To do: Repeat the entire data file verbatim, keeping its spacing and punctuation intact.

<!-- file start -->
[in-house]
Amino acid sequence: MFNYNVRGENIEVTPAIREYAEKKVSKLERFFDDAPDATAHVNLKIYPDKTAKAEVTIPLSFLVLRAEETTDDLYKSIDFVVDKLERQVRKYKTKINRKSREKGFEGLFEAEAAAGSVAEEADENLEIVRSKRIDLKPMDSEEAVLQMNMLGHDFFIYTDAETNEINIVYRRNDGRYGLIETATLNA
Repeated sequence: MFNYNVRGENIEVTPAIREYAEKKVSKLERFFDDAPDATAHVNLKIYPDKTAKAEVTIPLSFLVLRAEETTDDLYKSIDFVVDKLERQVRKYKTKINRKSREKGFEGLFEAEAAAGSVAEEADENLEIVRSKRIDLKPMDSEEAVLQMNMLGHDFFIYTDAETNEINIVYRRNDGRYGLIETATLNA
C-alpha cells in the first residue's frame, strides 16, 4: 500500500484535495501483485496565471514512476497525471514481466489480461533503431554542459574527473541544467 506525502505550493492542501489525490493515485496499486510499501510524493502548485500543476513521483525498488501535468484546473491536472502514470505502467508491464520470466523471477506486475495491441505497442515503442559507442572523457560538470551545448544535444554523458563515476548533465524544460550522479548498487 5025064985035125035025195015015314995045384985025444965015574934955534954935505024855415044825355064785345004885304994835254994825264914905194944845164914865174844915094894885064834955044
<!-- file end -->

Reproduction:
[in-house]
Amino acid sequence: MFNYNVRGENIEVTPAIREYAEKKVSKLERFFDDAPDATAHVNLKIYPDKTAKAEVTIPLSFLVLRAEETTDDLYKSIDFVVDKLERQVRKYKTKINRKSREKGFEGLFEAEAAAGSVAEEADENLEIVRSKRIDLKPMDSEEAVLQMNMLGHDFFIYTDAETNEINIVYRRNDGRYGLIETATLNA
Repeated sequence: MFNYNVRGENIEVTPAIREYAEKKVSKLERFFDDAPDATAHVNLKIYPDKTAKAEVTIPLSFLVLRAEETTDDLYKSIDFVVDKLERQVRKYKTKINRKSREKGFEGLFEAEAAAGSVAEEADENLEIVRSKRIDLKPMDSEEAVLQMNMLGHDFFIYTDAETNEINIVYRRNDGRYGLIETATLNA
C-alpha cells in the first residue's frame, strides 16, 4: 500500500484535495501483485496565471514512476497525471514481466489480461533503431554542459574527473541544467 506525502505550493492542501489525490493515485496499486510499501510524493502548485500543476513521483525498488501535468484546473491536472502514470505502467508491464520470466523471477506486475495491441505497442515503442559507442572523457560538470551545448544535444554523458563515476548533465524544460550522479548498487 5025064985035125035025195015015314995045384985025444965015574934955534954935505024855415044825355064785345004885304994835254994825264914905194944845164914865174844915094894885064834955044